Summary (Magill's Survey of World Literature, Revised Edition)
In the fourth century, Saint Augustine called Metamorphoses “The Golden Ass,” and since then this name has become better known than the book’s actual title. The phrase “golden ass” may derive from the golden, or esteemed, status the book achieved; it may also contrast the opposite connotations of “golden” and “ass,” since the donkey had an ignominious reputation in Apuleius’s time, being associated in the Egyptian religion with the evil god Seth, an enemy of the god Isis.
Typical of second century authors, Apuleius does not invent his basic plot but shows his education by taking it from a Greek work, probably one written by Lucian, who was rewriting a tale by Lucius of Patrae or an earlier Greek author. Consequently, Apuleius begins by depicting his character Lucius as a Greek, who apologizes for his unfamiliarity with Latin. Such an apology also allows Apuleius to excuse any foreign—in his case, African—idioms that might have found their way into his novel, but its intention most probably is to make the readers wonder at his highly rhetorical mastery of the language and to serve as a disguise for him. Near the end, however, his narrator Lucius describes himself as a “Maudauran,” a reference to Apuleius’s birthplace, as if Apuleius were revealing himself to be the narrator, but just briefly enough to leave readers wondering if the word, inappropriate to the character Lucius, might be a scribal error.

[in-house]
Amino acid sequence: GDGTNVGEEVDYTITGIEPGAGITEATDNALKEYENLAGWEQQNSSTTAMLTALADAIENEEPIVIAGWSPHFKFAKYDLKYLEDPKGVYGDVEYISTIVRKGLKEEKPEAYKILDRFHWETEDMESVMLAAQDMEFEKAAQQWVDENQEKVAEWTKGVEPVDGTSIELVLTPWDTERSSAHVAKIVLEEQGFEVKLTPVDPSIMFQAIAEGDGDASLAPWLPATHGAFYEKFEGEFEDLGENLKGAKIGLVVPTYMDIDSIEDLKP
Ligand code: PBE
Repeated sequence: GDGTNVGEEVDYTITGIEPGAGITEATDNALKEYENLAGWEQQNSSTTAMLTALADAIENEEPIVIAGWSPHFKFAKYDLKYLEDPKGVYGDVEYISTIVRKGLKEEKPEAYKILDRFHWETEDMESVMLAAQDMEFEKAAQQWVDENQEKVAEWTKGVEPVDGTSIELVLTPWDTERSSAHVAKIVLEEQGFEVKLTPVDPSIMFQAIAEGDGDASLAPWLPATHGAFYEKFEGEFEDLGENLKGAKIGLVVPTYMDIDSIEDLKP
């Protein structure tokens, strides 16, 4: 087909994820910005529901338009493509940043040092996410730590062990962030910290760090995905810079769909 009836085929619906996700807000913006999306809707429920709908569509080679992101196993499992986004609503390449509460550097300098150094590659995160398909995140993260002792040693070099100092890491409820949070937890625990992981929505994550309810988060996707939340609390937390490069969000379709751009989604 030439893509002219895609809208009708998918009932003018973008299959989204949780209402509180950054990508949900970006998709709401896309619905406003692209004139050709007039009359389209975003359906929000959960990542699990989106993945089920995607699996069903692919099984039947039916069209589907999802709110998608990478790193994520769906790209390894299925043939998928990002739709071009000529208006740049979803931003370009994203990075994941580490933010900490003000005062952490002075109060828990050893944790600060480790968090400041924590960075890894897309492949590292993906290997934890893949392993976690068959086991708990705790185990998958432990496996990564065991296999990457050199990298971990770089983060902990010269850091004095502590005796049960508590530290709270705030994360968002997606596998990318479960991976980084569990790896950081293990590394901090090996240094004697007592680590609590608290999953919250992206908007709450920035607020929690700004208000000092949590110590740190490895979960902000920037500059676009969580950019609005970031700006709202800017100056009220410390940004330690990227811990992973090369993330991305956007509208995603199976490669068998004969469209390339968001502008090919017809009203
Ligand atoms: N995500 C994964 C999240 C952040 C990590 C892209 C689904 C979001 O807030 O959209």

(The entire section is 1182 words.)
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Summary (Masterplots, Fourth Edition)
When Lucius sets out on his travels in Thessaly, he happens to fall in with two strangers who are telling unusual stories of the mysterious life of the region. At the urging of Lucius, one of the strangers, a merchant named Aristomenes, tells of his strange adventure in Hippata, the chief city of Thessaly.
Aristomenes had gone to the market to buy honey and cheese, but he found that a rival merchant had been there before him and had bought up the supply. As he sadly turned away, he spied his friend Socrates, clad in rags, sitting on the ground. Socrates had fallen among thieves, who beat him and robbed him even of his clothes. Touched by his friend’s plight, Aristomenes led him to an inn, bathed and clothed him, and took him to his own chamber to sleep.
Socrates warned of the woman who kept the inn, a carnal woman possessed of magical powers. When she saw a comely man, she wanted him for a lover; if he refused, he was changed into a beast or bird. Aristomenes was a little frightened; he barred the door securely and moved his bed against it for safety. Socrates was already sleeping soundly.
About midnight two hags came to the door, which fell away at their approach. One bore a torch and the other a sponge and sword. While the landlady stood over Socrates and accused him of trying to get away from her, the two hags seized his head, thrust the sword into his throat, and reached in and took out his heart. They caught all of his blood...
(The entire section is 1330 words.)